100_1785100_1788     I could see having my dress a long, ankle length, being a bit too much, so I wanted to find some way of adding interest and shortening the hem, if only temporarily.  My Hubby came up with the idea of a kind of tie that could pull up/gather the bottom of the dress hem.  I took his great idea just a bit further by making the hem ties out of small 12 inch cuts of random leftover lace trim pieces from my stash.  There are two hem ties: one at 15 inches above the hem, and another at 29 inches above the hem.  Both ties are on the left side.  In the pictures at left and above, you can see my dress gathered up from the lowest level lace tie.  You can almost see the center back seam in the left picture.  My preference would have been to eliminate that center back seam, but it is needed because the two back pieces are shaped nicely and cannot be put on the fold.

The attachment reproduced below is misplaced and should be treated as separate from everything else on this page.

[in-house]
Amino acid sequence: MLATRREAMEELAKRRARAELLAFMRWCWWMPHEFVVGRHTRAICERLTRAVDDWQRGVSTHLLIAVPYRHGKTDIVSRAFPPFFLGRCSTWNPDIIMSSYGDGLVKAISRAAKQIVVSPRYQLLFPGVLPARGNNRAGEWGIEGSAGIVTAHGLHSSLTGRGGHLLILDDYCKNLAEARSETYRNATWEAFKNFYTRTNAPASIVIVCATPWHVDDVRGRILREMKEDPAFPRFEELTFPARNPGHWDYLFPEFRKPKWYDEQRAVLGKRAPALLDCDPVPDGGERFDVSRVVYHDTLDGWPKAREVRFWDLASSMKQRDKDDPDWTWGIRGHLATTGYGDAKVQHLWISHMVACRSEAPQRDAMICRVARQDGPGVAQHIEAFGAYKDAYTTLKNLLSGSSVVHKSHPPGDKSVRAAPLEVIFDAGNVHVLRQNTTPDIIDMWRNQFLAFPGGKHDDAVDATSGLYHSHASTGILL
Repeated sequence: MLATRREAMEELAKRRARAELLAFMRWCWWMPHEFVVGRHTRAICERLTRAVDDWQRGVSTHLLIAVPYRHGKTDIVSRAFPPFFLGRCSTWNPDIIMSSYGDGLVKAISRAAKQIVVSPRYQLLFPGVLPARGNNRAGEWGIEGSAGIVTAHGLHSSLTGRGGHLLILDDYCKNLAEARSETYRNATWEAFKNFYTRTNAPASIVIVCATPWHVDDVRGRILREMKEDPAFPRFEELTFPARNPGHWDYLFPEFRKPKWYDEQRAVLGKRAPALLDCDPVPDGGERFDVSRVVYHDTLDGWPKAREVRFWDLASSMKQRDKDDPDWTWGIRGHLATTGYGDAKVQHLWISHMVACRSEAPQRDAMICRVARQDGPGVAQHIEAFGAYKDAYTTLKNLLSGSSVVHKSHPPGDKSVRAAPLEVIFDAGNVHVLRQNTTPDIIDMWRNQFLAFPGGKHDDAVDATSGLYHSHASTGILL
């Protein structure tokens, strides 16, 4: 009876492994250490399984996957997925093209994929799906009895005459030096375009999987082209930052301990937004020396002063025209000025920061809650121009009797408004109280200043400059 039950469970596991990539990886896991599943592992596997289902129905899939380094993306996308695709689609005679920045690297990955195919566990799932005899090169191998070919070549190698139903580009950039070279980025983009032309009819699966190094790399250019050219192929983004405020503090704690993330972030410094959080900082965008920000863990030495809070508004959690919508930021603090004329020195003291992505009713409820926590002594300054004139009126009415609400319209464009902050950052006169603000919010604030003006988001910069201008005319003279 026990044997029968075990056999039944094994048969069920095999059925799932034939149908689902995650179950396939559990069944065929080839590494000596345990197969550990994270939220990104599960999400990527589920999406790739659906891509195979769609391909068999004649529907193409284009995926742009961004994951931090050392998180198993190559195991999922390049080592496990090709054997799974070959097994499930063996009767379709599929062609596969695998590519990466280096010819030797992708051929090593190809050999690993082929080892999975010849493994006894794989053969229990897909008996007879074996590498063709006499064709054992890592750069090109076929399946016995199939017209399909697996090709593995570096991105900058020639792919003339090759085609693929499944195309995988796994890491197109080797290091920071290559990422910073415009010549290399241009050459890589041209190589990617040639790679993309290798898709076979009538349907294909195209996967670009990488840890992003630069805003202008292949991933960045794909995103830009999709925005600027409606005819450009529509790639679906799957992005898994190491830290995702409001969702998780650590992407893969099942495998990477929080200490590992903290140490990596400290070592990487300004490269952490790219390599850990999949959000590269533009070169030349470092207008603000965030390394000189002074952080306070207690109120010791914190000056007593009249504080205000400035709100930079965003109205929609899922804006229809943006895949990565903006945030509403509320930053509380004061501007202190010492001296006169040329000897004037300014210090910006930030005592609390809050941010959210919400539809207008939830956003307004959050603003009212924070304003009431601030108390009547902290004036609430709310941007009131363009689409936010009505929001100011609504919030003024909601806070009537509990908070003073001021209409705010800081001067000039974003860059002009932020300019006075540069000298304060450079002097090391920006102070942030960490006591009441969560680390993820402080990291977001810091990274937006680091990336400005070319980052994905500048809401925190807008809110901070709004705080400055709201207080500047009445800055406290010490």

I truly feel very cool and comfy buy oh-so-pretty in this early 1920’s inspired ensemble.  It has a different style that is a slight departure from the classic “flapper” ideal, but still apparently vintage, while also being fresh and modern.  That’s a lot for a dress!  Whenever I wear this outfit, it always seems to garner compliments, then astonishment, when I briefly explain how it was easy, simple, and cheap.  More women need to make a dress like this for themselves…it is perfect for all skill levels and is absolutely wonderful to wear.  What could be more fail proof than that?!

100_1775     The luxurious public garden where we took these pictures couldn’t help but remind me of the backdrop of a work of art.  I felt like I was in a perfect dream world, or maybe just coming to life out of a painting by James Tissot, where there are plenty of details and interesting settings.  Please visit my Flickr page, at Seam Racer, for more close-ups and great pictures loaded soon of my lace 20’s outfit at the garden.